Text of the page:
I used to think that I had a unique perspective about my job. Then I read the Letters of Paul and learned that he viewed work in the same way.
In Philippians, Paul boasts that he could live off his fellow churchmen if he wanted to. But Paul insists on working, anyway, to earn his keep.
Paul also observes that worldliness is one of the worst vices a person can have. The events of this life are meaningless and the accomplishments in this life are valueless.
In other words: work hard every day and your job means nothing. To me, there is no contradiction there.
I’ve been doing the same job for my company for more than 20 years. I am motivated by the dignity of labor, not because I think my job is meaningful in any way.
That’s why I have consistently tried to avoid any leadership role within my department. Managers have to care that our productivity and results matter. And I don’t care at all.
To me, becoming a manager would be the opposite of a promotion. It would be more responsibility, more pressure, and more reason for my co-workers to dislike me.
So, what happens when the wrong man gets a promotion and gets crushed under the weight of the anxiety and resentment? “The Caine Mutiny” explores this very topic; it is an insightful meditation on the pitfalls of leadership.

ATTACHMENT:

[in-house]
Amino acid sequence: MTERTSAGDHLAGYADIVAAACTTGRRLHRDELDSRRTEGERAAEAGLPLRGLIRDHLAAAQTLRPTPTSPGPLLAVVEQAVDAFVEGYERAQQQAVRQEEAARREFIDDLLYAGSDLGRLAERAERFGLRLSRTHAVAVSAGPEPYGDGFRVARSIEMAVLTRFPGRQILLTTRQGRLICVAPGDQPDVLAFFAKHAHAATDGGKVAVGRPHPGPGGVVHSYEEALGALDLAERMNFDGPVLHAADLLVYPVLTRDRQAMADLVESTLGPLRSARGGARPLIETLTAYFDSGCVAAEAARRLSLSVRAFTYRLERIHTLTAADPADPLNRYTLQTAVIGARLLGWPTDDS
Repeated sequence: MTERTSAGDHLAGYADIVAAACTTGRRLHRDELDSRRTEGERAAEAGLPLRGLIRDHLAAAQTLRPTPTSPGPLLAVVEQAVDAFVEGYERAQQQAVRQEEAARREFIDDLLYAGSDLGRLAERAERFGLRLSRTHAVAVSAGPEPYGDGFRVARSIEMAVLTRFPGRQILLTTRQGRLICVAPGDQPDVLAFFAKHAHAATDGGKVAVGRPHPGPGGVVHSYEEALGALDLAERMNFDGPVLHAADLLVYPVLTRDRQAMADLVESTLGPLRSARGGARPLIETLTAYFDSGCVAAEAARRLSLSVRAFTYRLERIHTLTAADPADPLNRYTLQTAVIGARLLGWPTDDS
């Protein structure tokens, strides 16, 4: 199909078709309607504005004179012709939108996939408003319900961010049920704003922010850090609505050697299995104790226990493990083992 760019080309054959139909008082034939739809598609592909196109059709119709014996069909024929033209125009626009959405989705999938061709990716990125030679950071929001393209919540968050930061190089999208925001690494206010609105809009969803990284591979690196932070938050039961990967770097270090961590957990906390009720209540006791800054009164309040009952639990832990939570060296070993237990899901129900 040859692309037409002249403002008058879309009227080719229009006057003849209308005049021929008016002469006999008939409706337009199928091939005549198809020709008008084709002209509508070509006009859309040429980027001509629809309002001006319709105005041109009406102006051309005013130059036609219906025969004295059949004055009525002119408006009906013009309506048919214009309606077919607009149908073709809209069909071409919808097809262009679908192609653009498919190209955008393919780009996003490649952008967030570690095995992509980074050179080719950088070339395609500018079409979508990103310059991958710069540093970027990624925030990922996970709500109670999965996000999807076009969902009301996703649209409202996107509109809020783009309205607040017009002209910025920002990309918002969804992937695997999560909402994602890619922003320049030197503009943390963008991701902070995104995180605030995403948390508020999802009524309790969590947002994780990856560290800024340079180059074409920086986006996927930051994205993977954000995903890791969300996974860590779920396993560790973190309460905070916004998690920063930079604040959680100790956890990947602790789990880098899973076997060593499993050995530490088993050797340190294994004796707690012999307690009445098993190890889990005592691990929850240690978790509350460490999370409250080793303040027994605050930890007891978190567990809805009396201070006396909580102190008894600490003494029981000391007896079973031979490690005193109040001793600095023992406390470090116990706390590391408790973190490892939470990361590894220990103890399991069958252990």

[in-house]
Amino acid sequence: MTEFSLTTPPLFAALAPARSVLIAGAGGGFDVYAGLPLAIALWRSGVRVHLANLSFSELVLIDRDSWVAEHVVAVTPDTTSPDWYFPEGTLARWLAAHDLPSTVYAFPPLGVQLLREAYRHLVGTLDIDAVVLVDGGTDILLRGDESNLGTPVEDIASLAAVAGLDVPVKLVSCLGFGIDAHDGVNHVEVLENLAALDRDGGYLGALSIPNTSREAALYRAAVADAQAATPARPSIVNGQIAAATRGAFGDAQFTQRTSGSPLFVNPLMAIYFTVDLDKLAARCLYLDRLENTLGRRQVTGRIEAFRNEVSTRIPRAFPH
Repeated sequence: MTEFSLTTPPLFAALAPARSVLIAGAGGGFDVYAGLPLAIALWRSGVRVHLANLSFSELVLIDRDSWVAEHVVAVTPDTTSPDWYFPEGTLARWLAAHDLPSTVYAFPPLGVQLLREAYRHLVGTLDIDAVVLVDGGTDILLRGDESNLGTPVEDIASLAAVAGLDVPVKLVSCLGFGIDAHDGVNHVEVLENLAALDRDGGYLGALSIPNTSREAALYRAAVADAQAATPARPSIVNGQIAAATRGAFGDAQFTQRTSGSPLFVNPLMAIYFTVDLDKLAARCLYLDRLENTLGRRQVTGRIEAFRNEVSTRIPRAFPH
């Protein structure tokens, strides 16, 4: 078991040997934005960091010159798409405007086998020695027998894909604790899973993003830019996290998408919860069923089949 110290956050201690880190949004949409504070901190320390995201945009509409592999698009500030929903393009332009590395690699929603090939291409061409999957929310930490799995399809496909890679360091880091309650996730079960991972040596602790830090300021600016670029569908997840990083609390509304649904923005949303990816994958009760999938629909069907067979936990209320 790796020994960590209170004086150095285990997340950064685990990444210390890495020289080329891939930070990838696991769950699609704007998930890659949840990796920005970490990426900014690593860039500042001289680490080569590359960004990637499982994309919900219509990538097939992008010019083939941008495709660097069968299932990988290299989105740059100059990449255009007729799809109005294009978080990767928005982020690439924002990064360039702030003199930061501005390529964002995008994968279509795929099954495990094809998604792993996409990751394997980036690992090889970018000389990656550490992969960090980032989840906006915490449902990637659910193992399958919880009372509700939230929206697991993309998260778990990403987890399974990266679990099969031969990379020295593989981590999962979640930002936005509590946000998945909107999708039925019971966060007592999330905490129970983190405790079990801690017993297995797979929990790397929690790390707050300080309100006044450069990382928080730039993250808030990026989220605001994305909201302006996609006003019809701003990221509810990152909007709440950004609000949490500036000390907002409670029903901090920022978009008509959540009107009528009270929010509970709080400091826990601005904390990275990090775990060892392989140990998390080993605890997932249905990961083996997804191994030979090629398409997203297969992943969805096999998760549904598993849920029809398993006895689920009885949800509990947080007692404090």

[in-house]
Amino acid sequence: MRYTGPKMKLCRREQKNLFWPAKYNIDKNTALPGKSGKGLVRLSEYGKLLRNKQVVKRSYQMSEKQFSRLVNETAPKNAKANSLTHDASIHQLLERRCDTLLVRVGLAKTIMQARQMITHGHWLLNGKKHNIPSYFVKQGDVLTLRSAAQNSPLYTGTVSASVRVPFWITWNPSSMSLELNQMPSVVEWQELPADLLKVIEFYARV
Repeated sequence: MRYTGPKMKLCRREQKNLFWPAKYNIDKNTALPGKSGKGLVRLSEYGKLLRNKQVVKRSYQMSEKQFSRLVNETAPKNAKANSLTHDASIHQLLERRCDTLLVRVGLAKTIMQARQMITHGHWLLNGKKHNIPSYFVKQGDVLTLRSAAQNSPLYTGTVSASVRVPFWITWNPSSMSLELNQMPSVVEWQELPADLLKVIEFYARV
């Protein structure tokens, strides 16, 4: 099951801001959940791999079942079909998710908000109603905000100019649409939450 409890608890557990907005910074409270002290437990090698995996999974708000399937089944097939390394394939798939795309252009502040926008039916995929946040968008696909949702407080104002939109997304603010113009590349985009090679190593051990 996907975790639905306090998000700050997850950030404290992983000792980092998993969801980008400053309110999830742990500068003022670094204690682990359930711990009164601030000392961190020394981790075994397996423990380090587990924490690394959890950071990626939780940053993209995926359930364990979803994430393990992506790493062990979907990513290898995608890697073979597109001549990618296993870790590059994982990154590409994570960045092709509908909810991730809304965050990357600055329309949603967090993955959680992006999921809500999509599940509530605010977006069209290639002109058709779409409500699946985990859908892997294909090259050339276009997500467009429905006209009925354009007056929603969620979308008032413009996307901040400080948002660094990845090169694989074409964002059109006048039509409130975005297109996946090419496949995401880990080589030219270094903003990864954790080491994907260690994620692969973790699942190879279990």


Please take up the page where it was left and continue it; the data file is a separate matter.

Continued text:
The bad leader in question is US Naval Officer Queeg (Humphrey Bogart). Queeg is captain of the USS Caine: a rusted old minesweeper based in Hawaii. We don’t know whether Queeg was a capable commander at the beginning of the war. But now it’s 1944 and he is cracking up.
Captain Queeg is obsessed with minor rules and details. He requires every sailor to tuck in his shirt and wear a helmet during training exercises.
But when the pressure mounts, Queeg can’t handle it. When the Caine sees its first combat, the captain freaks out and orders a hasty retreat.
After the embarrassing incident, Queeg admits he is having some emotional challenges and asks for help. But the rest of the officers are not sure whether their captain is too far gone. Lieutenant Keefer (Fred MacMurray) quietly suggests that they should relieve crazy Queeg of his command.
After the Captain conducts a ship wide investigation over a bowl of missing strawberries, even the more straight-laced officers begin to see Keefer’s point.
“The Caine Mutiny” is surprisingly intelligent, sophisticated, and grim for a popcorn movie.
Humphrey Bogart is believably neurotic as a bad guy who does not belong in a position of power. And Fred MacMurray is charmingly cynical as a bad guy who refuses to accept any leadership at all.
When does a bad leader have a responsibility to give up his power? How long do loyal underlings have a responsibility to support a weak leader? These are not easy questions and “The Caine Mutiny” is mature enough not to supply easy answers.
All I know is that I’ll always be more of a Lieutenant Keefer than a Captain Queeg. I will work until the day I die. But I have no desire to lead. And I refuse to take my job too seriously.
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